Deduct sponsoring a sports team

If you provide financial support for a sports team, your business may be able to deduct the expense.

An IRS ruling states that money spent to outfit and support a sports team is like other advertising methods. If you have hope that sponsoring the team will increase your business income, the expense is deductible.

Sponsoring a team can include expenditures such as equipment, uniforms, tournament fees, and umpires.

If you decide to have your business sponsor your child's Little League team, that's a tax-deductible business-advertising expense. Purchasing ads or banners at her sports events could also qualify. However, it's crucial to understand the rules to avoid problems with the IRS.

The IRS will expect you to treat sponsoring a sports team like other advertising. If a business runs an ad several times over several years without getting any results, it will stop. You should stop deducting sponsoring that sports team if it isn't increasing business revenue.

The cost of admitting your child to a sports program is generally not tax deductible, which includes registration fees, sports equipment, travel costs, and other expenses.

You can't deduct sponsoring a particular person, like an athlete going to the Olympics.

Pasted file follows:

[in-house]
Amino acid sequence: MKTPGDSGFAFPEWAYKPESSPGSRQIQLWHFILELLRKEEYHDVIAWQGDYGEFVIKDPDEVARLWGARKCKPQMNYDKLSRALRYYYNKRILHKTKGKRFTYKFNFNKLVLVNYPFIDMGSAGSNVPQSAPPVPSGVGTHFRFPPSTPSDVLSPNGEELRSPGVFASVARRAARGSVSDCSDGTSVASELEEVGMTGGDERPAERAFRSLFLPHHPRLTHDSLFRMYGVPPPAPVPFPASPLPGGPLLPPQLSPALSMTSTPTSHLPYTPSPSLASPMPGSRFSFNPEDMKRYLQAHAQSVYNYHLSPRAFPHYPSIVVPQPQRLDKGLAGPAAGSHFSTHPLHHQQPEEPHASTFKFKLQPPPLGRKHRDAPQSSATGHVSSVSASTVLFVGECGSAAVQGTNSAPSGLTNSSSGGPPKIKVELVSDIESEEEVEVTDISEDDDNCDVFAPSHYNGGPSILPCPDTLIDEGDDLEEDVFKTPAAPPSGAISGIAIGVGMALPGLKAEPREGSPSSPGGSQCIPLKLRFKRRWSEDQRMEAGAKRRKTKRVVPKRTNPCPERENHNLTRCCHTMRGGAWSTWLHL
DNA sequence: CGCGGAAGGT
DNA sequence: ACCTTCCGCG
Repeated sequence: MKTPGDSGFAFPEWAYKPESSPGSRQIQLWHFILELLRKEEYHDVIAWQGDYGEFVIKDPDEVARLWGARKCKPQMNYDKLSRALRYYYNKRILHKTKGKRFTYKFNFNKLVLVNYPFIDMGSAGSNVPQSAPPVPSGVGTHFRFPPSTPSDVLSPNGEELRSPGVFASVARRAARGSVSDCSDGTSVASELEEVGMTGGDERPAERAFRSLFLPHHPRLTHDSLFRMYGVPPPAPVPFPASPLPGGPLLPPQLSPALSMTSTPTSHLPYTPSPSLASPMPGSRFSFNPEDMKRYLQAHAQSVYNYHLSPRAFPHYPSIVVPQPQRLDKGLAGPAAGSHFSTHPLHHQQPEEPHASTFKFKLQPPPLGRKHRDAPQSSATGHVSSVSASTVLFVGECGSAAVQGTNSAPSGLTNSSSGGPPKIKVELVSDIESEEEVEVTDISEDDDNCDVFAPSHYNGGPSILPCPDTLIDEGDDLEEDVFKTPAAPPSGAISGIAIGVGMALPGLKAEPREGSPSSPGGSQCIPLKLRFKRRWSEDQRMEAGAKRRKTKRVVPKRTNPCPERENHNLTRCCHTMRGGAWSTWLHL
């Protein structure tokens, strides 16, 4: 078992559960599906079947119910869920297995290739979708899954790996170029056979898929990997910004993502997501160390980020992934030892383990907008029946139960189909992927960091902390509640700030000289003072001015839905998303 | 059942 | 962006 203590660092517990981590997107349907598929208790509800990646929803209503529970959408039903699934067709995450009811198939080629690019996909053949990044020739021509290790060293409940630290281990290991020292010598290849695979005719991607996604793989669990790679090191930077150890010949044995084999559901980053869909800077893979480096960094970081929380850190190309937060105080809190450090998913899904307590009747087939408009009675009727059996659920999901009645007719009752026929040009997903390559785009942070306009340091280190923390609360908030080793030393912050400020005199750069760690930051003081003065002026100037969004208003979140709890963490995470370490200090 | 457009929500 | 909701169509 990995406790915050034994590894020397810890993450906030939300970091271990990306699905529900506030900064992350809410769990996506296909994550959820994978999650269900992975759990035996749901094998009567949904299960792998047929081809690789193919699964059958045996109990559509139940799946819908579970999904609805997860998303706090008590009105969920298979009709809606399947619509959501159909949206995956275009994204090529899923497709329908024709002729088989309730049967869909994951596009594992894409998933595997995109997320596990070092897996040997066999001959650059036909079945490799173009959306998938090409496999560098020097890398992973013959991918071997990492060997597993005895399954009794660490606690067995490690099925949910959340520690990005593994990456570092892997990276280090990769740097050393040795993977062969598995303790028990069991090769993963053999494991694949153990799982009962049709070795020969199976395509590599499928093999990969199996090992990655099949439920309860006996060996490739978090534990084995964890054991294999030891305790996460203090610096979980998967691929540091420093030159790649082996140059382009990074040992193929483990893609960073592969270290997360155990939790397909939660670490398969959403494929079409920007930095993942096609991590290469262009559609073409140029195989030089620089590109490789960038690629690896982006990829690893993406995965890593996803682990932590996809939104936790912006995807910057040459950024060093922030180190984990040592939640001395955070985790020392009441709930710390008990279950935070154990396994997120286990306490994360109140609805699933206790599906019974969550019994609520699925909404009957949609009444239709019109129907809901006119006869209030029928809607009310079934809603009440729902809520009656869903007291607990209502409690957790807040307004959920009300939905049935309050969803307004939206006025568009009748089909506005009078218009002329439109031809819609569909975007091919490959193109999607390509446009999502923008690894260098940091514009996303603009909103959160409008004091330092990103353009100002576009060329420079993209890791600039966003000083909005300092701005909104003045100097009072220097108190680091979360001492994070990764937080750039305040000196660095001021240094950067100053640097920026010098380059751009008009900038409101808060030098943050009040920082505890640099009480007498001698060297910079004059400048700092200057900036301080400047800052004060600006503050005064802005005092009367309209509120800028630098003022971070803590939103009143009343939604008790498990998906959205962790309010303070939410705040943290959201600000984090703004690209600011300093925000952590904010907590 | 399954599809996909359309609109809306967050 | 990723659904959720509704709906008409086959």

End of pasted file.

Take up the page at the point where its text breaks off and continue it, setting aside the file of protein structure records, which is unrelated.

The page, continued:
You can't deduct fees or the cost of attending sporting events as a business expense.

Revenue Procedure 70-393 is the IRS source for the deduction of sponsoring a sports team.

A revenue procedure is an official statement that affects the rights of the taxpayer under the Internal Revenue Code. While a revenue ruling generally states an IRS position, a revenue procedure provides return filing or other instructions concerning an IRS position.

Several court cases also support the deduction.

In the Strong Construction Case, the company primarily used word of mouth and athletic sponsorships. The business paid for uniforms, logo design, equipment, and tournament fees for the athletic teams it sponsored.

The court ruled that the sponsorship expenditures for the sports teams were ordinary and necessary business expenses that could be deducted as advertising or promotion.

In the Bower case, James Bower owned a commodities brokerage firm. He paid for an Amateur Athletic Union (AAU) basketball team. He paid for the team's gym rental, travel, lodging, AAU fees, and uniforms.

The court noted that his sponsorship increased his commissions and ruled that the sponsorship expenses were deductible business expenses.

Sponsorship of a sports team can be great advertising and PR for your business while also supporting your local community. However, it's essential to understand what is deductible.

David Zubler is a tax accountant and Enrolled Agent in East Tennessee, providing tax strategies and representing clients before the IRS and has over 25 years of tax experience. He is the author of six tax books and has shared tax advice on national TV. He is the founder and president of Your Tax Care. The company provides business and tax education, including David’s one-minute tax tip radio recordings at David can be reached at (865) 363-3019 or contacted by email at